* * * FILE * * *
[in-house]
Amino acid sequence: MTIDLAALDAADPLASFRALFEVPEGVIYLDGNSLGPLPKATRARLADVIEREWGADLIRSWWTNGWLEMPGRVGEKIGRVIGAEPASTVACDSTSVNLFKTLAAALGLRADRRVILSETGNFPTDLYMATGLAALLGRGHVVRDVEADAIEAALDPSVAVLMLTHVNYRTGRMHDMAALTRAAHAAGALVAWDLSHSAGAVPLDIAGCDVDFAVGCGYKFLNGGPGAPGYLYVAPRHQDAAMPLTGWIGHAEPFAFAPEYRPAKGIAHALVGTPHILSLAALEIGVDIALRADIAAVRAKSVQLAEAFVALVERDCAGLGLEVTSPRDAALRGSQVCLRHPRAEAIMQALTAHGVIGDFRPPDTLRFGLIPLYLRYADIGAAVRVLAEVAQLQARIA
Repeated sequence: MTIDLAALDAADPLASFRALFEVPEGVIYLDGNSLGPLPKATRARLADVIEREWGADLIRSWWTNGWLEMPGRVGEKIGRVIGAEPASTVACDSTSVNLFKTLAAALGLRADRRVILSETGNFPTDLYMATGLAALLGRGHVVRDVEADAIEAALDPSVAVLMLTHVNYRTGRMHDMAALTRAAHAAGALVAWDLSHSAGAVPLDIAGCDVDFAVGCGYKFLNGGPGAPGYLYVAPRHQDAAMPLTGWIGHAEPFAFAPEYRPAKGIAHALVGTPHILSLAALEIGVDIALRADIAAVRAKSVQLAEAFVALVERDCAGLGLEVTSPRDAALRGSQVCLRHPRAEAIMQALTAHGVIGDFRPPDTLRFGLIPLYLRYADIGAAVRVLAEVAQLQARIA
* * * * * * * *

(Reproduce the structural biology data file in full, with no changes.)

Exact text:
[in-house]
Amino acid sequence: MTIDLAALDAADPLASFRALFEVPEGVIYLDGNSLGPLPKATRARLADVIEREWGADLIRSWWTNGWLEMPGRVGEKIGRVIGAEPASTVACDSTSVNLFKTLAAALGLRADRRVILSETGNFPTDLYMATGLAALLGRGHVVRDVEADAIEAALDPSVAVLMLTHVNYRTGRMHDMAALTRAAHAAGALVAWDLSHSAGAVPLDIAGCDVDFAVGCGYKFLNGGPGAPGYLYVAPRHQDAAMPLTGWIGHAEPFAFAPEYRPAKGIAHALVGTPHILSLAALEIGVDIALRADIAAVRAKSVQLAEAFVALVERDCAGLGLEVTSPRDAALRGSQVCLRHPRAEAIMQALTAHGVIGDFRPPDTLRFGLIPLYLRYADIGAAVRVLAEVAQLQARIA
Repeated sequence: MTIDLAALDAADPLASFRALFEVPEGVIYLDGNSLGPLPKATRARLADVIEREWGADLIRSWWTNGWLEMPGRVGEKIGRVIGAEPASTVACDSTSVNLFKTLAAALGLRADRRVILSETGNFPTDLYMATGLAALLGRGHVVRDVEADAIEAALDPSVAVLMLTHVNYRTGRMHDMAALTRAAHAAGALVAWDLSHSAGAVPLDIAGCDVDFAVGCGYKFLNGGPGAPGYLYVAPRHQDAAMPLTGWIGHAEPFAFAPEYRPAKGIAHALVGTPHILSLAALEIGVDIALRADIAAVRAKSVQLAEAFVALVERDCAGLGLEVTSPRDAALRGSQVCLRHPRAEAIMQALTAHGVIGDFRPPDTLRFGLIPLYLRYADIGAAVRVLAEVAQLQARIA